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Wilde About Texas: Galveston Seawall
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In a way, the Galveston Seawall is a memorial to the thousands of people that lost their lives in the 1900 hurricane, and it's also one of the main stops for those that visit beach town each year.
Charles French grew up near Dallas, but now calls the island home. In his free time he joins his friends fishing on the jetties.
"Me and my parents used to come down here in the summer and we'd fish or swim or whatnot," he said. "You can catch red fish, trout, flounder, shark, a lot of shark, and then you catch the occasional catfish."
It’s also a great place to catch some waves. Cooler fall temperatures can mean smaller crowds, and Spears Surf Shop Owner David Voigt says it's the perfect time to take up surfing.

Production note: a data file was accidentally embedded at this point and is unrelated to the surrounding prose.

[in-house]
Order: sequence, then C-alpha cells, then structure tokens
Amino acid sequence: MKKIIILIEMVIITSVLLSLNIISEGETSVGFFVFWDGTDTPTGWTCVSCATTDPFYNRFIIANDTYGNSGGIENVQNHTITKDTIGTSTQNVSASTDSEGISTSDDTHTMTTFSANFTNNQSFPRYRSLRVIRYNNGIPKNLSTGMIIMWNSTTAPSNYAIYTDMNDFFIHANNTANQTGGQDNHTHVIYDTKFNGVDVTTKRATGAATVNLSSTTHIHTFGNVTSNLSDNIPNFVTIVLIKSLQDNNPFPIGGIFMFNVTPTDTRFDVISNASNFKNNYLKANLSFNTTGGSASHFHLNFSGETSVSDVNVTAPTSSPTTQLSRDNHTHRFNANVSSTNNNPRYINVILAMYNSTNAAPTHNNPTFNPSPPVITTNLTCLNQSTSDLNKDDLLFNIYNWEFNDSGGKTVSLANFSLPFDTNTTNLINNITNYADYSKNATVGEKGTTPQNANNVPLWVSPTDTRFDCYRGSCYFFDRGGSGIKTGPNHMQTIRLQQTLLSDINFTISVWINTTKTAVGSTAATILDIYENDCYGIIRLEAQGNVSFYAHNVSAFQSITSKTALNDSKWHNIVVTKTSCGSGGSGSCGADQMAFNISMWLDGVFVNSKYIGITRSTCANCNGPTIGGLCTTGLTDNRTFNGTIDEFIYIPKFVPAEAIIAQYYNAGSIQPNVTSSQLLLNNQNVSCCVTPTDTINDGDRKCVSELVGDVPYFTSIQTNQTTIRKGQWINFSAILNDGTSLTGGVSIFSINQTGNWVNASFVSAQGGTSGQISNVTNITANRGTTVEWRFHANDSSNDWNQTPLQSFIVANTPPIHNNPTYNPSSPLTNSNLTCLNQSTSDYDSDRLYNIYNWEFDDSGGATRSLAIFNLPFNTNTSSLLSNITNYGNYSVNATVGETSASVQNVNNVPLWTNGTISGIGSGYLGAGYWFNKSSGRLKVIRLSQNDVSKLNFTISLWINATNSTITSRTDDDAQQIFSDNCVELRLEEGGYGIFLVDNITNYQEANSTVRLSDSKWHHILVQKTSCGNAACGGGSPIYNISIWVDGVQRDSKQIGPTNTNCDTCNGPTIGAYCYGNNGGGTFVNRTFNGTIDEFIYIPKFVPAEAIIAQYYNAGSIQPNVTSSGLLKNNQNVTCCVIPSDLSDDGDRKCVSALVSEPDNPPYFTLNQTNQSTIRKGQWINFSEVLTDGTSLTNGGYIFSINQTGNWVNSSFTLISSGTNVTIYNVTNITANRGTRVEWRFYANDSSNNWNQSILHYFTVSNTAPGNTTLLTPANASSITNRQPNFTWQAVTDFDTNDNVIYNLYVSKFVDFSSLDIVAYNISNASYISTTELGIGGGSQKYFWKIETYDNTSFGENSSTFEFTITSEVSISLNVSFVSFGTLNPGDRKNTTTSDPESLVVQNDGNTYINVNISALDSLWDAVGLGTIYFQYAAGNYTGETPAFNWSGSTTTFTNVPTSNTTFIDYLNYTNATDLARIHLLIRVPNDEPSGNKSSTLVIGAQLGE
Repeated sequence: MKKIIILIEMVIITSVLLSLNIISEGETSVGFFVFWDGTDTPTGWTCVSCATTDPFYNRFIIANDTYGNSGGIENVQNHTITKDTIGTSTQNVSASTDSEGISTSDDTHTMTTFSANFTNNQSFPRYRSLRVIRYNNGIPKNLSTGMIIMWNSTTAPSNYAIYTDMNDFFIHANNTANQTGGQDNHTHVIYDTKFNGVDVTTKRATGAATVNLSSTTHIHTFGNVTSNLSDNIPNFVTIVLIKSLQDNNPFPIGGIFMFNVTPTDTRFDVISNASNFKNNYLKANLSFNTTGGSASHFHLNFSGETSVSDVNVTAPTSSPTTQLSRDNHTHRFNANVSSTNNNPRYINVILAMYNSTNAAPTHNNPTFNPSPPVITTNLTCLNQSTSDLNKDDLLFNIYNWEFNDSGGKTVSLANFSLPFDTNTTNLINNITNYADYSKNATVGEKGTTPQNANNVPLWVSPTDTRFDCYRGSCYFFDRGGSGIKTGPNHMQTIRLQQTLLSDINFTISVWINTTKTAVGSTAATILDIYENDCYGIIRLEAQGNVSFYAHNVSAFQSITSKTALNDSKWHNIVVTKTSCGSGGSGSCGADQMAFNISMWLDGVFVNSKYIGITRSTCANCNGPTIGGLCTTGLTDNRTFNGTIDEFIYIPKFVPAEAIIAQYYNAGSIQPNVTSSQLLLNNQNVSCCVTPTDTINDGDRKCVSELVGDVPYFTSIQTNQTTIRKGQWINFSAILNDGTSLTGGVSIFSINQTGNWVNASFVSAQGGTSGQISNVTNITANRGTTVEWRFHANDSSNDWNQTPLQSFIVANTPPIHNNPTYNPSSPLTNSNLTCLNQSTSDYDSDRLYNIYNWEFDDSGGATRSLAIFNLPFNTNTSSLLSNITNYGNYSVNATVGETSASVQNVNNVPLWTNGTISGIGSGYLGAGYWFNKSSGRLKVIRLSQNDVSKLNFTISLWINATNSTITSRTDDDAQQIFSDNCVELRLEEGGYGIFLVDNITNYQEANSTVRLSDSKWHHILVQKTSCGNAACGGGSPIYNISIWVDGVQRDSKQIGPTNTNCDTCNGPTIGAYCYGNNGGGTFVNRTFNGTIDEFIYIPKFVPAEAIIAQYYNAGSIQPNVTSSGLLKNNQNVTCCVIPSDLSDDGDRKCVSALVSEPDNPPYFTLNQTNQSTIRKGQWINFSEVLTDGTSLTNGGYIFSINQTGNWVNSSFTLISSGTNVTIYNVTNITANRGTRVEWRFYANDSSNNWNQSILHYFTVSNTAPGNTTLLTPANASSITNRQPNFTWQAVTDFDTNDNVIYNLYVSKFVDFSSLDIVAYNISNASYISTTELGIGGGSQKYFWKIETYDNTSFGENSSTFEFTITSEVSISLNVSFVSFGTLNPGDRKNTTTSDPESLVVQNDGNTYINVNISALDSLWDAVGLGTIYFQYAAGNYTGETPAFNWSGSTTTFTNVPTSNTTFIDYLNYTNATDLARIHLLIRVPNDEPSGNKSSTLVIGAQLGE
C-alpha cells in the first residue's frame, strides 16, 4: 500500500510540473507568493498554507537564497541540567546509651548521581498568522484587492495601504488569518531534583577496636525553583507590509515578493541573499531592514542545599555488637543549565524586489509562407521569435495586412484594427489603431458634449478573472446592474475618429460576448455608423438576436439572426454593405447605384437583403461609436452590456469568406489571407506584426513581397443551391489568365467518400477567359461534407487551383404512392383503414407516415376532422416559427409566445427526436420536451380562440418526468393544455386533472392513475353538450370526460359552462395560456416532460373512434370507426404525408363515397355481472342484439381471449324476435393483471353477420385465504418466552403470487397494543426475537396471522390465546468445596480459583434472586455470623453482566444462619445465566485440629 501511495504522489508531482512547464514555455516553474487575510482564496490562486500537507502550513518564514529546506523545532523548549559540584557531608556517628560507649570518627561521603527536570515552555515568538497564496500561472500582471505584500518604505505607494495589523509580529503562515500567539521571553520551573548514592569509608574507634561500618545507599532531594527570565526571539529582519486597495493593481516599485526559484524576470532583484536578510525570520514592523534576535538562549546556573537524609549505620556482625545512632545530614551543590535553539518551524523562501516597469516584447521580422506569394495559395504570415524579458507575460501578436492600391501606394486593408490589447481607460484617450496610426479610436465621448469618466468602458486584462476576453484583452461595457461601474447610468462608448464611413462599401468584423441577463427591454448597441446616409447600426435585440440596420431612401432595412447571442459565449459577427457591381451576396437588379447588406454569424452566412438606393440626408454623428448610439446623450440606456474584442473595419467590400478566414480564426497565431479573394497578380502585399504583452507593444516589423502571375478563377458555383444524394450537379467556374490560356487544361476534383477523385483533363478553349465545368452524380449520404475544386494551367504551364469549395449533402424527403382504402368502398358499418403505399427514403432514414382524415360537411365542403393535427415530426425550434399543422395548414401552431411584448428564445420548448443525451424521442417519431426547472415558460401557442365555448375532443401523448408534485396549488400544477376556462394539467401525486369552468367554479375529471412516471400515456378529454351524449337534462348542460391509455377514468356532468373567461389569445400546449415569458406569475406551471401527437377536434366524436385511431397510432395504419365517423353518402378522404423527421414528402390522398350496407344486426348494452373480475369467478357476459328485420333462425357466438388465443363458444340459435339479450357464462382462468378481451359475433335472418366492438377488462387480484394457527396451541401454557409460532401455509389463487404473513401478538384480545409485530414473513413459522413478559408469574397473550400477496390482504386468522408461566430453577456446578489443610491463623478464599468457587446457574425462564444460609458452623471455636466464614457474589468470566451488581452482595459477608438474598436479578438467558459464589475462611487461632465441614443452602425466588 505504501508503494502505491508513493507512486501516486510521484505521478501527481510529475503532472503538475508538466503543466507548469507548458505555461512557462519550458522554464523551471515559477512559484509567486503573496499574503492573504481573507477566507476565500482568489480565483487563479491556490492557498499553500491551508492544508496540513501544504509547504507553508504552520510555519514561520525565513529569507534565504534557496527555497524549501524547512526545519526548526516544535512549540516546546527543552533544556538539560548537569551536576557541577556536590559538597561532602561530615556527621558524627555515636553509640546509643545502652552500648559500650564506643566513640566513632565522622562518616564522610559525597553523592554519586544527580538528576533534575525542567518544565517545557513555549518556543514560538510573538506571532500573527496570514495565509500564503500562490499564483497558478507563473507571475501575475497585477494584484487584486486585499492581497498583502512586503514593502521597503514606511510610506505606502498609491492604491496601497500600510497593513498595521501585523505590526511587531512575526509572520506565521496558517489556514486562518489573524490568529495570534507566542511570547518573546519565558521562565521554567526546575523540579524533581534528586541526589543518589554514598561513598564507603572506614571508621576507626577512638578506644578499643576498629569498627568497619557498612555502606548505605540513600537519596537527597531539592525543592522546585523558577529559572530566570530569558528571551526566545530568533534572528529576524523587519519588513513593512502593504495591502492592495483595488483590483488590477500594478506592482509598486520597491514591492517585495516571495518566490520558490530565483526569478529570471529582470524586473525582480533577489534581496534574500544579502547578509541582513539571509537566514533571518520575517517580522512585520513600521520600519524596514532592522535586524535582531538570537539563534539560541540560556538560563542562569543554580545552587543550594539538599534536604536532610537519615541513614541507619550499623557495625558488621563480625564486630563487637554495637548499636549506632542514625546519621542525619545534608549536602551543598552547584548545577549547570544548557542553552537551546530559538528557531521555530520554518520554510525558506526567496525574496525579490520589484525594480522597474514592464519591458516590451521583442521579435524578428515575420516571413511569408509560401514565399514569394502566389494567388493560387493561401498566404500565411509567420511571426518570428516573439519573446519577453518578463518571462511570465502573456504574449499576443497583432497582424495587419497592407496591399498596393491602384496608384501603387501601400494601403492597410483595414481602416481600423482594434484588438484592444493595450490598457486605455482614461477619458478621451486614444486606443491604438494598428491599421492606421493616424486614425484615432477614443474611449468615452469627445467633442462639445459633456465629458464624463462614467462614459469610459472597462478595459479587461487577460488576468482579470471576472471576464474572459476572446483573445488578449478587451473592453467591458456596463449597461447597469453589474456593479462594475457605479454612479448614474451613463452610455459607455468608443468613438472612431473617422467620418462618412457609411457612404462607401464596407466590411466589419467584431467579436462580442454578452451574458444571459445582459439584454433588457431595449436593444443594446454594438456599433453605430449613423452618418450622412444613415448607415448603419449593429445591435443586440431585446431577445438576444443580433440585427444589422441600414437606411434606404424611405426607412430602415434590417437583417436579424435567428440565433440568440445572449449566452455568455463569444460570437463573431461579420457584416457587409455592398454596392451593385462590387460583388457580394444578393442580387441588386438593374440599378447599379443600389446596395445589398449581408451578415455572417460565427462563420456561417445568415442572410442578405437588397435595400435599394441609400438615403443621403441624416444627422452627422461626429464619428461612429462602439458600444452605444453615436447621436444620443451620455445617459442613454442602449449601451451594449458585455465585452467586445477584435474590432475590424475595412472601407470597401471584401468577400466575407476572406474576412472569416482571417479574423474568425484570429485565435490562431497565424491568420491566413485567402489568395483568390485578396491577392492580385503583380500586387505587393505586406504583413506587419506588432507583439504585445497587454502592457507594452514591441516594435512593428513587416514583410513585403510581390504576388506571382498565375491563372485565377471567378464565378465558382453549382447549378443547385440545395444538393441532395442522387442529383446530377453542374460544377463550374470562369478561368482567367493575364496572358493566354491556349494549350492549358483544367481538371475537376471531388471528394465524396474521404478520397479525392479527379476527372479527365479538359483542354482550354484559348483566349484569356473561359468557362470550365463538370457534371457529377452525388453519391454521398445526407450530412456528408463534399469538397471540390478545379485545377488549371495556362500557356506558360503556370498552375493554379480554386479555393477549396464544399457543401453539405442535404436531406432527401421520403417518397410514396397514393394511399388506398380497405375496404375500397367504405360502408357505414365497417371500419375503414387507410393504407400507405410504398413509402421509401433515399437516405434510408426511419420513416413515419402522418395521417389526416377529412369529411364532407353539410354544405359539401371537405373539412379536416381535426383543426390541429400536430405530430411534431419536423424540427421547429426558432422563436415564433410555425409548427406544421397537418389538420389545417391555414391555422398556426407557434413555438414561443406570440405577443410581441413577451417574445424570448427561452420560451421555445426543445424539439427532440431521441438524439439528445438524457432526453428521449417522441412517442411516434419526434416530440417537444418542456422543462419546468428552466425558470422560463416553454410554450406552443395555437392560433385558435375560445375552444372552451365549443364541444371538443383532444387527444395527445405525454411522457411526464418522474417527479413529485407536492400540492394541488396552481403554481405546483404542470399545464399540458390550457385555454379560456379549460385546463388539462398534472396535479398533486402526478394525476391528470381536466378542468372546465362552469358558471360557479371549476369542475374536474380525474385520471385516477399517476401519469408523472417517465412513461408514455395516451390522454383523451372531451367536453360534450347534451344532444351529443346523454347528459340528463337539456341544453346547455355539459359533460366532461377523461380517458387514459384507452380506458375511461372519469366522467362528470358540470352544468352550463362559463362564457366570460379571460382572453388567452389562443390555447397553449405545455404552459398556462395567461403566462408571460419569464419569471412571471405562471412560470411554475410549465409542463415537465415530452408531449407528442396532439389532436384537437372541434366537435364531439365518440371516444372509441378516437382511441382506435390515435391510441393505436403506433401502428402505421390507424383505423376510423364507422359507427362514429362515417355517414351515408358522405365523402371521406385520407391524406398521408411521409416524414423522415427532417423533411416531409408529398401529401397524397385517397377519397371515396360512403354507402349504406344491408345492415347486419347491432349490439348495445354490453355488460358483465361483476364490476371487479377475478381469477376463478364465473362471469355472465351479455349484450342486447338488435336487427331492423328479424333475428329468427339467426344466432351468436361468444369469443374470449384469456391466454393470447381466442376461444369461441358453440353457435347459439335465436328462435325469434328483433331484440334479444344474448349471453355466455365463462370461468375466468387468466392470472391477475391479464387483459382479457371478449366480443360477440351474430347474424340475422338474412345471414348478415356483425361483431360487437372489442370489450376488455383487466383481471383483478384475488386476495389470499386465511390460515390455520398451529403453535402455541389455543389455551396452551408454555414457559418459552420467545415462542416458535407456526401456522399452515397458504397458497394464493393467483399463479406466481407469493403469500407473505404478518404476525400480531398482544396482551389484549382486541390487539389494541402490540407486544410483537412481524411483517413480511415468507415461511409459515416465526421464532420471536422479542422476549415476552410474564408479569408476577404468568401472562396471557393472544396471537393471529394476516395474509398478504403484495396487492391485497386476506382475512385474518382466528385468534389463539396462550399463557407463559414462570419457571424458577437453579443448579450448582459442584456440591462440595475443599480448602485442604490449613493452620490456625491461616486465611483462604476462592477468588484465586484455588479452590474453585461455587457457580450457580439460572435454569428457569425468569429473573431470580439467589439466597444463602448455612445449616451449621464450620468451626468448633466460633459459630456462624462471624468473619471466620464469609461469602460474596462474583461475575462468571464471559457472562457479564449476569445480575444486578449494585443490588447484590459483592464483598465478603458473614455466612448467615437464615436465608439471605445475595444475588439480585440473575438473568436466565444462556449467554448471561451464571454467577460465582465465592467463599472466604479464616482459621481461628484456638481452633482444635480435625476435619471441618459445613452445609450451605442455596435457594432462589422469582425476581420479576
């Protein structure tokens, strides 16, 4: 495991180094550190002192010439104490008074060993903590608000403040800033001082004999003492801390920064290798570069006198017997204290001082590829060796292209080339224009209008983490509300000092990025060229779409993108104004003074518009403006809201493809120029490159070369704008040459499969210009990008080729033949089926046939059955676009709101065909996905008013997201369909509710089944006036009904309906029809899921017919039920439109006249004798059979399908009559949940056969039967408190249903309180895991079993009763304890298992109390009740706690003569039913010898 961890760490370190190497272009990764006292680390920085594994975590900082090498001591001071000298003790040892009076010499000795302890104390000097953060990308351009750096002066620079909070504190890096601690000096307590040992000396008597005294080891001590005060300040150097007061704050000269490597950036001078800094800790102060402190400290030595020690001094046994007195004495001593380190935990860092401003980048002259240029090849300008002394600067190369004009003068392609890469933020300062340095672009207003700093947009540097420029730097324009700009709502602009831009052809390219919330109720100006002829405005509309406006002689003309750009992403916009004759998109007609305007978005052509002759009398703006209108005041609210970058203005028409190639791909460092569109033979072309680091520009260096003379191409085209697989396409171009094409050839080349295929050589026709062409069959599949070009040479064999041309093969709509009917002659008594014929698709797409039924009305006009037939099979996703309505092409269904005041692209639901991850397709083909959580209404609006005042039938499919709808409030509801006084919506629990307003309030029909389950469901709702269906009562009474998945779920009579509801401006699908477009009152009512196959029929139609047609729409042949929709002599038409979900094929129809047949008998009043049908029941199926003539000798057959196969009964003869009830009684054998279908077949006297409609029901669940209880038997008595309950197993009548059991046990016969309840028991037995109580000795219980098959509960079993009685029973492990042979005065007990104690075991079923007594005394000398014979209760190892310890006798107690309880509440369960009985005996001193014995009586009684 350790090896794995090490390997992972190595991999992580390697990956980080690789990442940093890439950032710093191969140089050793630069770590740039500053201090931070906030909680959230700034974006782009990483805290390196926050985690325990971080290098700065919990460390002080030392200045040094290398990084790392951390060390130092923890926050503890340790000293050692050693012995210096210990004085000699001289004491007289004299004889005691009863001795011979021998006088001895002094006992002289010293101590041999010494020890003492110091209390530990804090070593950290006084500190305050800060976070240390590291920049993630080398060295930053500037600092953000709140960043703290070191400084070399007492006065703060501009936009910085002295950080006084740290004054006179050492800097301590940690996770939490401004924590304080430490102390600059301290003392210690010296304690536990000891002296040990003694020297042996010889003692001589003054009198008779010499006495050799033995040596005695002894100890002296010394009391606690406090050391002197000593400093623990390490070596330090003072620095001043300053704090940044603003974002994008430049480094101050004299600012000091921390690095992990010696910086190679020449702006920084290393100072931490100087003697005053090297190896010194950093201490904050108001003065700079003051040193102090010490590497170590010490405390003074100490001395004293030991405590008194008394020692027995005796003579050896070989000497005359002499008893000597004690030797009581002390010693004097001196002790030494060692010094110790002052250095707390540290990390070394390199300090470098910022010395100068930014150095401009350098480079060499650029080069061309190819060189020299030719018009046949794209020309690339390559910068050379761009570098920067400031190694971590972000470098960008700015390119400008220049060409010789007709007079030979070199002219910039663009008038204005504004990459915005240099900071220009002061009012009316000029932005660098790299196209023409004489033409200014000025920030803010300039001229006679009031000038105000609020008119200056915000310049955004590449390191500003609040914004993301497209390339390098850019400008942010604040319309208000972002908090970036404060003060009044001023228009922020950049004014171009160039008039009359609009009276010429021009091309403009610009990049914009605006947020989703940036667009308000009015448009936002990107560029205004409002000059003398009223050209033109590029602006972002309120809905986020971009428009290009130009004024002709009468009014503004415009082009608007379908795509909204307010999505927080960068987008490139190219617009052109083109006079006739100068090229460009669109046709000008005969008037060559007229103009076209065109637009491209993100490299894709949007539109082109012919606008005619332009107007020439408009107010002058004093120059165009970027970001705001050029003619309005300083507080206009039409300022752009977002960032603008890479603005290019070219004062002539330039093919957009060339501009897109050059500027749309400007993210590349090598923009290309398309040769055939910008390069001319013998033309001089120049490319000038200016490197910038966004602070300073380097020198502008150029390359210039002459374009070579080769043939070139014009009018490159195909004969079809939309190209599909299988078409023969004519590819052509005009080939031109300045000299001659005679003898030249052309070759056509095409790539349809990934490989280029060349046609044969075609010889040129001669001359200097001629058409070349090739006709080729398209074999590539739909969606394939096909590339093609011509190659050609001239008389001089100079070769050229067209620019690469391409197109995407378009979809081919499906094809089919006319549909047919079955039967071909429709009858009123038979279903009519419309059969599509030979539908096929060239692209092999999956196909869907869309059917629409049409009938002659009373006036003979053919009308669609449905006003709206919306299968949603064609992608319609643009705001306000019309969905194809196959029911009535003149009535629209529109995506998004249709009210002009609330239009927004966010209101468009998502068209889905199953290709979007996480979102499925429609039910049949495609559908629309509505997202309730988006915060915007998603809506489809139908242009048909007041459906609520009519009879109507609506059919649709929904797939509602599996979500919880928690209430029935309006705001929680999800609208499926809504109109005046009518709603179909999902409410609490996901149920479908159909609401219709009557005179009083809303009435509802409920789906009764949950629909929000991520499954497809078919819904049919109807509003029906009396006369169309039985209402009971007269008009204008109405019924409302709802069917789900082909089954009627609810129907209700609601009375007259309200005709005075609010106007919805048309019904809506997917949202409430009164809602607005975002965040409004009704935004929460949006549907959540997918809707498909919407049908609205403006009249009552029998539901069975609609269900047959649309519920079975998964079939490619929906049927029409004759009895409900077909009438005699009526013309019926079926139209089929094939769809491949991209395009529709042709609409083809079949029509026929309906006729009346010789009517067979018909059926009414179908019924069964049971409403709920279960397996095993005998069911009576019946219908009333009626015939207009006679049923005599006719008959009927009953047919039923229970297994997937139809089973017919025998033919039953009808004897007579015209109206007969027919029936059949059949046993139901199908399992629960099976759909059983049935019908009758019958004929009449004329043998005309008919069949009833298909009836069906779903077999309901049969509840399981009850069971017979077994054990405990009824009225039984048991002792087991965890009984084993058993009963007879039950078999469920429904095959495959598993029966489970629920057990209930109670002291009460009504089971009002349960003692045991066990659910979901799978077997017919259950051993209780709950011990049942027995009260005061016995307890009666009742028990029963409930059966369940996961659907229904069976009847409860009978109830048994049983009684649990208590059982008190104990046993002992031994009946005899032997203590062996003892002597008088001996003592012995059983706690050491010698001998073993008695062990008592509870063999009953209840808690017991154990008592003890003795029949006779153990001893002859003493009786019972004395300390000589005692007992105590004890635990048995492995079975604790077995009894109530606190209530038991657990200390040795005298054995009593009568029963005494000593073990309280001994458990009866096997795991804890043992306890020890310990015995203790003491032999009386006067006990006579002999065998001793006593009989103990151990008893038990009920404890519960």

"If you want to make it a hobby and stick with it, or if you're down visiting Galveston for a day and you want to take a board out and play around," he said.
You could also play around by bike, window shop or walk the dog, but if the waves are calling you, there are plenty of people willing to give you a few tips.
"As a beginner, it's more or less you want a longer board. You're going to have more stability under you," Voigt said.
The Seawall was built to protect the island from a hurricane's storm surge. The first three-mile section was completed in 1904, but now it is now more than 10 miles long.